Equine actors "are difficult to deal with for a number of reasons," says Joel Coen. "But we were lucky to work with probably the best horse wranglers in the business. And they do extraordinary things with the horses. The horses will often hit their marks in ways you sometimes wish the actors were capable of doing. But we were doing a lot of very complicated things with the horses, and there are restrictions on what you can do with animals — and horses in particular — which are there for very good reasons."

For instance, if you wanted a horse to fall down 20 years ago, Ethan says, you could have simply tripped the horse.

"You're not allowed to do that, with good reason," he says. "But it makes it very difficult. The horses have to be trained, and they have to want to fall down."

There are also rules in place about how close moving camera equipment can be to horses, who is allowed to touch a horse, and what the water temperature must be for aquatic scenes involving horses.

"It seems odd, because we were throwing actors in there with the horses, and the actors weren't complaining," Ethan says.

"There's frequently things you can do with actors that you can't do with animals," jokes Joel. "That's actually quite common. The horses are protected but the union isn't saying anything about putting the 13-year-old in freezing water."

Did you see True Grit? I've heard a couple people say they didn't like it because they were so happy with the first, and John Wayne, they can't accept a replacement. Personally, I thought Jeff Bridges brought Rooster Cogburn into the modern world. I was thinking, John Wayne, who?--after it was over, and I've always loved John Wayne.

Wednesday, January 12, 2011

Do Animals Laugh?

After yesterday's post, I've decided that the best thing I can bring to my work with horses (and writing, and piano, and parenting, and, and...) is a sense of humor. A lot happens in life that we can't control, call it chaos, but we need to move on.

There are times when I've thought my horses (and other animals) might actually have a sense of humor--they seem to tease each other, and me, on purpose.

Could it be? Do animals have senses of humor? I definitely think they feel joy, and maybe they laugh, too.

You may have seen this joke circulate, but I cut out some and only kept the parts that I can relate to (and added my own comments):

You Know You're A Horse Person When...

...your horse gets new shoes more often than you do. (I think we're actually tied. I'm addicted to boots!)

…your mouth waters at the sight of a truck full of hay. (Definitely this one!! There are times I've considered chasing a load down the freeway to ask, Where did you get that beautiful hay???!!!???) consider a golf course as a waste of good pasture land. (Actually, I've thought about grazing my horse ON the golf course! Think of the money I'd save!) pull a $17,000 horse trailer with a $1,000 pick-up truck. (This one isn't me, but it could be--a horse trailer with a living quarters...dreamy.) realize finding a horse shoe is truly lucky because you've saved ten bucks. (Oh, how many times have I walked that pasture looking for shoes--but not to save ten bucks--to make sure the nails are accounted for!)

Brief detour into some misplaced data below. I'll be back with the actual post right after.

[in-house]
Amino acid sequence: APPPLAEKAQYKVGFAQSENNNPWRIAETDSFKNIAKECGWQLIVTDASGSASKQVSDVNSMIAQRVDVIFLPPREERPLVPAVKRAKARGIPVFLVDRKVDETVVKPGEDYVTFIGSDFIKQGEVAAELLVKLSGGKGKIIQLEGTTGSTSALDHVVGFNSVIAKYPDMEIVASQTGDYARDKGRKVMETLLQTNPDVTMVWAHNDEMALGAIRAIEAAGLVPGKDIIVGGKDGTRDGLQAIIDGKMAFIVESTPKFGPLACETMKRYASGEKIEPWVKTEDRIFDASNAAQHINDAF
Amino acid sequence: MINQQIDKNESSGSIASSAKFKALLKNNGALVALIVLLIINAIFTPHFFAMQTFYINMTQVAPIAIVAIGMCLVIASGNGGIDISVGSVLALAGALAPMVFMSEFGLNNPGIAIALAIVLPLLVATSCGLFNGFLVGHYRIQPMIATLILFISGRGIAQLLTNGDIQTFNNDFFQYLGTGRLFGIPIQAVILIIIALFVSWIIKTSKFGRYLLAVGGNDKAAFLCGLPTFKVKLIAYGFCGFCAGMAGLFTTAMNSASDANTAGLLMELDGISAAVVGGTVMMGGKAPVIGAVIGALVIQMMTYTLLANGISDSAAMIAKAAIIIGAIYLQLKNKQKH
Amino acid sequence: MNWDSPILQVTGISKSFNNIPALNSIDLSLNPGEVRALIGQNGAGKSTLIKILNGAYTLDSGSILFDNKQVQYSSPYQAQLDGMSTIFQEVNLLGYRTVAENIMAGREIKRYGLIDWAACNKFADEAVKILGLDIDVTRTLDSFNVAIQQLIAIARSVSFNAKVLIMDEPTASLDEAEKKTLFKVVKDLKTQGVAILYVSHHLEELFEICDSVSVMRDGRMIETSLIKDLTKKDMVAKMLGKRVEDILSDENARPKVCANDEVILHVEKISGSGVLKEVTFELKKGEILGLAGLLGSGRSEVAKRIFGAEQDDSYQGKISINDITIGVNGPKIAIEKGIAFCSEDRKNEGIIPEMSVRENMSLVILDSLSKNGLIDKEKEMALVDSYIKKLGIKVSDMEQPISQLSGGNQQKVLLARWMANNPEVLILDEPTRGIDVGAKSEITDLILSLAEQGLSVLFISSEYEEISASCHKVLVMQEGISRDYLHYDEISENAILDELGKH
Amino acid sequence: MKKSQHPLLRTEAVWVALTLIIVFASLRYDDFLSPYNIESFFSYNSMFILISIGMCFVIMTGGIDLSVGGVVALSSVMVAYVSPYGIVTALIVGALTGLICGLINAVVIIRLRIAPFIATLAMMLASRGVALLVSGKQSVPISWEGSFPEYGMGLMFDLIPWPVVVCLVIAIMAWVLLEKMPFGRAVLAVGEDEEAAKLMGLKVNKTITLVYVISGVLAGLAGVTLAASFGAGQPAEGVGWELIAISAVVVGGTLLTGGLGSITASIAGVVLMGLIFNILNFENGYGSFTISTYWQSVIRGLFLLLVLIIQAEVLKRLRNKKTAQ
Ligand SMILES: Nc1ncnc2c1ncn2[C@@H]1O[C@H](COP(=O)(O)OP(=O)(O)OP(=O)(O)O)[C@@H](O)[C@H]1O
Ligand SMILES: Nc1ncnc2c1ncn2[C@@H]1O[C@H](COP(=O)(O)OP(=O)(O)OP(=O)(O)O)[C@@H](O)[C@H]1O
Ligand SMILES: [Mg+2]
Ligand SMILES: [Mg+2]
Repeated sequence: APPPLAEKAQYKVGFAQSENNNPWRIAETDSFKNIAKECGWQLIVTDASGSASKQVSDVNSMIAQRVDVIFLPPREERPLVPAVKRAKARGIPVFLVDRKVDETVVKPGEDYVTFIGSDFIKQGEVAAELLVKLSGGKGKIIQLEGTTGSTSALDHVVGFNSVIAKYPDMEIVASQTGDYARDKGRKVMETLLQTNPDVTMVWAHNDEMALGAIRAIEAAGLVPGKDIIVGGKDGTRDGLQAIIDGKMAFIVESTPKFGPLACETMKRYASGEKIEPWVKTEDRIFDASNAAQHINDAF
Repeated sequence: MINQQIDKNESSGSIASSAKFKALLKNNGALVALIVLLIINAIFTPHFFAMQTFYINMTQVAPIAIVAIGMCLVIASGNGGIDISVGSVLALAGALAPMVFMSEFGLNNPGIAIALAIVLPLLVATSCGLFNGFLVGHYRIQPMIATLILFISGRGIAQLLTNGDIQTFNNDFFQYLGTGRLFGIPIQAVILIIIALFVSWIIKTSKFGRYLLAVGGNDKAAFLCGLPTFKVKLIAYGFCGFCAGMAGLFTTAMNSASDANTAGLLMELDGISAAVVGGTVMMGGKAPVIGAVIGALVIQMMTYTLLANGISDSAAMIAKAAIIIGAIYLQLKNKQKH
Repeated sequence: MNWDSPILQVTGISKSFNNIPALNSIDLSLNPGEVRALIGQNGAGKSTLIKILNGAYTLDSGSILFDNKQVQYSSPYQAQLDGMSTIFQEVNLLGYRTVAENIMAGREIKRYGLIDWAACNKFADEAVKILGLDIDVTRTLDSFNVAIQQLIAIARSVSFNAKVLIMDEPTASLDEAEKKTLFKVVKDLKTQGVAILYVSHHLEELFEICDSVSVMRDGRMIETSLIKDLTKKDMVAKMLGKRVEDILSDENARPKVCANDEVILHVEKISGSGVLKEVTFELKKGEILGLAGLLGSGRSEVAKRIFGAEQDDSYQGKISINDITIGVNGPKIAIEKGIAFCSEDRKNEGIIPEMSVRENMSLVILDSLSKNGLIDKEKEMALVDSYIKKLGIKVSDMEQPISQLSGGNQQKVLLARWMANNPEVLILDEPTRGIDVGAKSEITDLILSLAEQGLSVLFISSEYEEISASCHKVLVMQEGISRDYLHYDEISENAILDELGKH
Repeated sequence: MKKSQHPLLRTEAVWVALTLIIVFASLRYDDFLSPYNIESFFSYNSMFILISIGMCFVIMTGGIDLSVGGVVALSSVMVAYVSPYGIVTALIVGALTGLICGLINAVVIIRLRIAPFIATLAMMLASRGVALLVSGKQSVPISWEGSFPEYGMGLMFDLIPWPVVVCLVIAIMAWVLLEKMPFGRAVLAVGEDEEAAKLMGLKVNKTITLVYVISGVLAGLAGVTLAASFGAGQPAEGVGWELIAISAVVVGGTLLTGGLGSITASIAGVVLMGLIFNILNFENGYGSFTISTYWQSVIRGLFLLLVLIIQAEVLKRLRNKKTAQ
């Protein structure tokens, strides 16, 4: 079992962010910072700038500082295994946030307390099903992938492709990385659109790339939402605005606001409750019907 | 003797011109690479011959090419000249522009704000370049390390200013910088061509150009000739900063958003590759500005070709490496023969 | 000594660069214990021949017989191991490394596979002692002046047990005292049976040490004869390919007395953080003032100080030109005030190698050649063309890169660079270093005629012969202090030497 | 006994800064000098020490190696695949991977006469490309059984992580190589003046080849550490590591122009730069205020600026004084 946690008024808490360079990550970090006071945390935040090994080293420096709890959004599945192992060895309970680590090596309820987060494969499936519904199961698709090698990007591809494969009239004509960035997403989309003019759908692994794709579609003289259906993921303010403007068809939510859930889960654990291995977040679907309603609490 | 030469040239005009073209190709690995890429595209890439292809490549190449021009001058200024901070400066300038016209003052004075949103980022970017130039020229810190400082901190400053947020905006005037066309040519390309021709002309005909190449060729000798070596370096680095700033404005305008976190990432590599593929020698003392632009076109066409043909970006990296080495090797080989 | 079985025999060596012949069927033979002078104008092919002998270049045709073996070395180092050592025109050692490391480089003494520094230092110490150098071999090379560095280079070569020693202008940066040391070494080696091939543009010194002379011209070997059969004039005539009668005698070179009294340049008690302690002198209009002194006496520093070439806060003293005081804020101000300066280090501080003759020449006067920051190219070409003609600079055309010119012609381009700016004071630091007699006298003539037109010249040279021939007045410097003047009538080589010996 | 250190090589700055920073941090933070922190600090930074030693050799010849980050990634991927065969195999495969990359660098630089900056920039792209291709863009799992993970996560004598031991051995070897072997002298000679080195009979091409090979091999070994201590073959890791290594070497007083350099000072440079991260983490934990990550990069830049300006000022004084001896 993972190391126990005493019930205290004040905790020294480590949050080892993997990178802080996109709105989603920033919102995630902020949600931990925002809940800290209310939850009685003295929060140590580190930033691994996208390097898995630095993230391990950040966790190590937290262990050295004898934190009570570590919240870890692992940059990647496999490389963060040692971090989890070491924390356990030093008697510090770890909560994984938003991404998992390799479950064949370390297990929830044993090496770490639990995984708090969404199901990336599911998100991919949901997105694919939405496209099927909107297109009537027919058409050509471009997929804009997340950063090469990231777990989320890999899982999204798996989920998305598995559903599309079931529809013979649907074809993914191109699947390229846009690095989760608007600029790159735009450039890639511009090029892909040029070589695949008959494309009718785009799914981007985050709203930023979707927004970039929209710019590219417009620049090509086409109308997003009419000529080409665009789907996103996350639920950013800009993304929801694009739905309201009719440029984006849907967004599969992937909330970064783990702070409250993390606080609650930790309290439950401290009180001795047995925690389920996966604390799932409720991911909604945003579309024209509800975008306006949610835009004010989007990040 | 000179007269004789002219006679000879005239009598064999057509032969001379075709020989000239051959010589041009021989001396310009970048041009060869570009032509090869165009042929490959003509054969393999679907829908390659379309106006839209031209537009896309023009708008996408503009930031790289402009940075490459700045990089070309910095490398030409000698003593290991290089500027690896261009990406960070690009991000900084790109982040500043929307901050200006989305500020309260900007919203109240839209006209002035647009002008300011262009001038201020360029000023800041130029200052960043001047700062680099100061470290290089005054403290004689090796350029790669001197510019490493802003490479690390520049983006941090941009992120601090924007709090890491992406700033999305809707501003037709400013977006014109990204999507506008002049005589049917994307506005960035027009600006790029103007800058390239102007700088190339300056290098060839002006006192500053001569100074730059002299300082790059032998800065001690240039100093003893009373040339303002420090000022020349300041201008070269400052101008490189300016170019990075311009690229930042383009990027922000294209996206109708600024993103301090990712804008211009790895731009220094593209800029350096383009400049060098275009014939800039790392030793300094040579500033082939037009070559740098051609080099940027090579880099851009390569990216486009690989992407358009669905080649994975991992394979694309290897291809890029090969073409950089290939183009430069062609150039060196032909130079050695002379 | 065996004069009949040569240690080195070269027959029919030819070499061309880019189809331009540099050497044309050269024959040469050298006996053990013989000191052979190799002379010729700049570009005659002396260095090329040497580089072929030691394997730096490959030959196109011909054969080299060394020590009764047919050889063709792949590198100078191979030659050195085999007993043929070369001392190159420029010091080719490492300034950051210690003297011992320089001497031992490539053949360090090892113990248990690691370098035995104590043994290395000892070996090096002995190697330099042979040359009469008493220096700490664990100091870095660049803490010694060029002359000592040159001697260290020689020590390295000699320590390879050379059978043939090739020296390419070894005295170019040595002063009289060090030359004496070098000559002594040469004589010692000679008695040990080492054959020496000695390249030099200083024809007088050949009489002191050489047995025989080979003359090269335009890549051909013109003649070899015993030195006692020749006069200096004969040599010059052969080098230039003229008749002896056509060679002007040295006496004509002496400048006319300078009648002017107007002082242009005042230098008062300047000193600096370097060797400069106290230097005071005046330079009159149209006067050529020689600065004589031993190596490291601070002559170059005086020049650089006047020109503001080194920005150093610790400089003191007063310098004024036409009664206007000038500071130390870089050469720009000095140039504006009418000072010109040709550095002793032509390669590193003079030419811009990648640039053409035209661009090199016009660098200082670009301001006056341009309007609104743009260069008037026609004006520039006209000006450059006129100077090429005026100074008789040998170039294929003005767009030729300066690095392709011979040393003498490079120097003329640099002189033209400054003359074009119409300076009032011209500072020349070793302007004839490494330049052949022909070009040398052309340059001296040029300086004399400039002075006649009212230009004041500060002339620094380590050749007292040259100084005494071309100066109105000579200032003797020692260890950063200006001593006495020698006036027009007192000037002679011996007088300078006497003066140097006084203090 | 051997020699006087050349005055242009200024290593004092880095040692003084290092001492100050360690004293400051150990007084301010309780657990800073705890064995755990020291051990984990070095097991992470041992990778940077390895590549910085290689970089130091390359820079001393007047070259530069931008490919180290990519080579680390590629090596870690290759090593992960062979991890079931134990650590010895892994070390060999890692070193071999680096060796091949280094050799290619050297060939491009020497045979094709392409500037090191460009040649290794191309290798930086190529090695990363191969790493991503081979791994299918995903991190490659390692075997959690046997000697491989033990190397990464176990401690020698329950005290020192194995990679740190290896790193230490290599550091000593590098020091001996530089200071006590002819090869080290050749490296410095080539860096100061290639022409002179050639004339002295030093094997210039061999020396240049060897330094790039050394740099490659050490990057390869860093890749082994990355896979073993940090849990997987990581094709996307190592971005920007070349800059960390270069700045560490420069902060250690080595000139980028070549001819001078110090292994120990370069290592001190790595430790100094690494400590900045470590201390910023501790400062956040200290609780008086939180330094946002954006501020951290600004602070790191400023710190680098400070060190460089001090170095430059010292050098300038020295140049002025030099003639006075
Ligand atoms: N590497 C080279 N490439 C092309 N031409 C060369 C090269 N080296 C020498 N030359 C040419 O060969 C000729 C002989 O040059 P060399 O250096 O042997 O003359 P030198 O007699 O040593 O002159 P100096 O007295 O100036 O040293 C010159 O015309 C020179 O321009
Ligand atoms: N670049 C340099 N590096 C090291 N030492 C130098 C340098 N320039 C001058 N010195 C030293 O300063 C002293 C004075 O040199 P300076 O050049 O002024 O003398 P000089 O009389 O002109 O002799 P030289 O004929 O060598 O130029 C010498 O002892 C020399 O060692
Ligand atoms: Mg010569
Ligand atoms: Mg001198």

...someone does something nice for you and you pat them on the neck and say 'good boy'. (Uh huh, why not?) try to get by someone in a constricted space and instead of saying "excuse me" to him/her, you cluck at them instead. (You bet I do--it works!) show up for an appointment in your city clothes and when you get there people reach across the table to pick alfalfa out of your hair. (This one happens WAY too often to me! I don't know how alfalfa gets into so many places--the unmentionable places, for sure. It's down the bra I hate worst of all--try picking that out during coffee with the girls! And, it itches!!) one wants to ride in your car because they'll get sweet feed and hay in their socks and on their clothes...but that's ok because you'll have to rearrange all the tack to make room for them anyway! (and dog hair and horse hair--have lint roller, will travel) say "whoa" to the dog. (Well, my dog is as big as a horse, so this one is excusable, right?) see the vet more than your child's pediatrician. (Sad, but true--does that mean my children are really, really healthy?) groom your horse daily for hours and you haven't seen a beautician since...? (Only because I don't trust beauticians with my unruly mane.)

...someone asks for a screwdriver and you hand them a hoof pick. (I've used a hoof pick as a screw driver more than once--haven't you? Use what you got!) clean tack after every ride but you never, ever, wash the truck. (Well, confession: I don't clean tack after every ride, but I never wash the truck either!) can remember worming schedules, lessons, and farrier visits in your head, but often forget your class schedule, household chores, and meals. (If you met my farrier, you'd know why I don't forget an appt. He'd be gone, baby, gone, if I did!) are unreasonably pleased to get a horse item, ANY horse item, as a gift. (So true! Anyone want to send me one??) stop channel surfing at Budweiser Clydesdale commercials. (Well, they're funny.) actually get to a point where flies don't bother you that much anymore. (Well, kinda...I'm very thankful for fly predators! It's not that they don't bother me, I just want to conquer them and feel very pleased when I'm winning.)